Following the alarming accident, the U.S. Air Force swiftly arrives at the scene, doing its best to keep whatever cargo that train was carrying hidden from public view. However, as strange events start happening around town and eerie sounds begin to cover the stillness in the dead of night, the kids begin to realise that an escaped creature is lurking nearby. As a whole, Super 8 seems to be dividing its focus between two notions: the Spielbergian themes of childhood adventure and mystery, and the monster slash disaster genre. The former dominates the first part of the movie while the latter gradually takes over as the storyline progresses.
Based on an original screenplay written by J.J. Abrams, Super 8 shines in terms of dialogue, delivering witty remarks and memorable lines along the way and mixing in just the right amount of humour to make plot all the more enjoyable without disrupting its fluidity. The interactions between the teen characters are surprisingly convincing and stand out especially when compared to many other modern age films that seem to fall in a state of complete oblivion when it comes to underage communication. Despite the solid dialogue and credible characters, Abrams seems to be stuck during the third act, concluding an otherwise exceptional motion picture with a messy climax that completely goes against the film’s initial principles.
The same alien monster element that seemed to have worked so well for the J.J. Abrams produced ‘Cloverfield’ is basically the sole purpose behind Super 8 not reaching its full potential. Perhaps I am alone on this matter, but everything about the extra-terrestrial creature felt wrong to me. It failed to emit originality through its appearance, the CGI looked terrible, and whatever emotional bond and moral message Abrams was trying to arouse through it fell completely flat with the inclusion of scenes depicting the creature feeding on human flesh and unsympathetically throwing people around and ripping them to shreds.
The cast of Super 8 shines. Joel Courtney delivers a breakthrough performance in the leading role, demonstrating a good capability of carrying the film by displaying an impressive range of emotions. Elle Fanning is also striking in her role, and a few scenes give her the opportunity to really show off her theatrical skills and have viewers torn between which one of the Fanning sisters shows more promise in terms of the next big thing in Hollywood. Another noteworthy performance is that of Riley Griffiths as Joe’s best pal and would-be director, whose line delivery and charisma steals the show, despite this role being his very first in a feature film.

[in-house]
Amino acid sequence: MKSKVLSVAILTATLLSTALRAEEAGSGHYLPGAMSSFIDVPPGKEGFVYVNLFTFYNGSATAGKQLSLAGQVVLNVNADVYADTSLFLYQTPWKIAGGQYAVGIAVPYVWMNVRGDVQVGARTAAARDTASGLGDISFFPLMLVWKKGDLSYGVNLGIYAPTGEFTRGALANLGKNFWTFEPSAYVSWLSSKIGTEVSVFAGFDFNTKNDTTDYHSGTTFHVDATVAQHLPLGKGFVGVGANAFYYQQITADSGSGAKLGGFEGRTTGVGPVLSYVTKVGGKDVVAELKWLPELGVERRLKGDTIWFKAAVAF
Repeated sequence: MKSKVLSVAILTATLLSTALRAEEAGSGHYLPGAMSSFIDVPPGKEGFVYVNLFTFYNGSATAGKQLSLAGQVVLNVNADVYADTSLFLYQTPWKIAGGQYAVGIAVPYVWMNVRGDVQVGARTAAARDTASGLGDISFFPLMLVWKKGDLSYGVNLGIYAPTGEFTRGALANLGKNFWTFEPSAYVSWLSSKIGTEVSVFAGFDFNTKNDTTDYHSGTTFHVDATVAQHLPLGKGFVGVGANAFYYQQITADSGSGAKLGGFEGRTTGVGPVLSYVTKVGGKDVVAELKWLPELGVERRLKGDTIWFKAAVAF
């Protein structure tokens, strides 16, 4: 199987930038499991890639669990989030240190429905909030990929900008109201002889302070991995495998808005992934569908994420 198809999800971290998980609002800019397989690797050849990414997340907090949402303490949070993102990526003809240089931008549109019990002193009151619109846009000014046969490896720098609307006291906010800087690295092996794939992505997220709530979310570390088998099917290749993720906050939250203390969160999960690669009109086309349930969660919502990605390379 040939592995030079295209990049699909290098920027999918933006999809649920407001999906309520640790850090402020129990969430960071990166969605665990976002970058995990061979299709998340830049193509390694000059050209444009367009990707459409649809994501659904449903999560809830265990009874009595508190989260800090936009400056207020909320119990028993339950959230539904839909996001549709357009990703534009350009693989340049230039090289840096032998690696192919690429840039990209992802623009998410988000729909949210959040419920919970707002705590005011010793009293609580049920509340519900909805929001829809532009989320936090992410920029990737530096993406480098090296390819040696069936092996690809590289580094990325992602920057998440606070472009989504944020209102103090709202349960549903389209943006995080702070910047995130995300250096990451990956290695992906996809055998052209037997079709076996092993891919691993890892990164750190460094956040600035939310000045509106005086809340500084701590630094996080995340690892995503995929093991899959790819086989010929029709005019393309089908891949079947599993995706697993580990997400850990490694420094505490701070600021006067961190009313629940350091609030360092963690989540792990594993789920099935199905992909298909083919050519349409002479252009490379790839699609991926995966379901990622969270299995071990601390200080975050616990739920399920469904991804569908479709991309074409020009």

The adult actors also do a fairly good job, though it becomes clear as early as five minutes in that the youngsters take the spotlight this time around. Giving his teen cast the opportunity to make an impression on the audience is perhaps J.J. Abrams’ greatest accomplishment in Super 8, and even though it’s far from his only one, the misfires he causes along the way ultimately prove themselves too crucial to be ignored. That being said, Super 8 remains a good film and—more importantly—a very memorable one at that. It gets closer to the ‘good old days’ than any other recent motion picture has, but in the end, it doesn’t quite get there. Nostalgic viewers should greatly appreciate it regardless.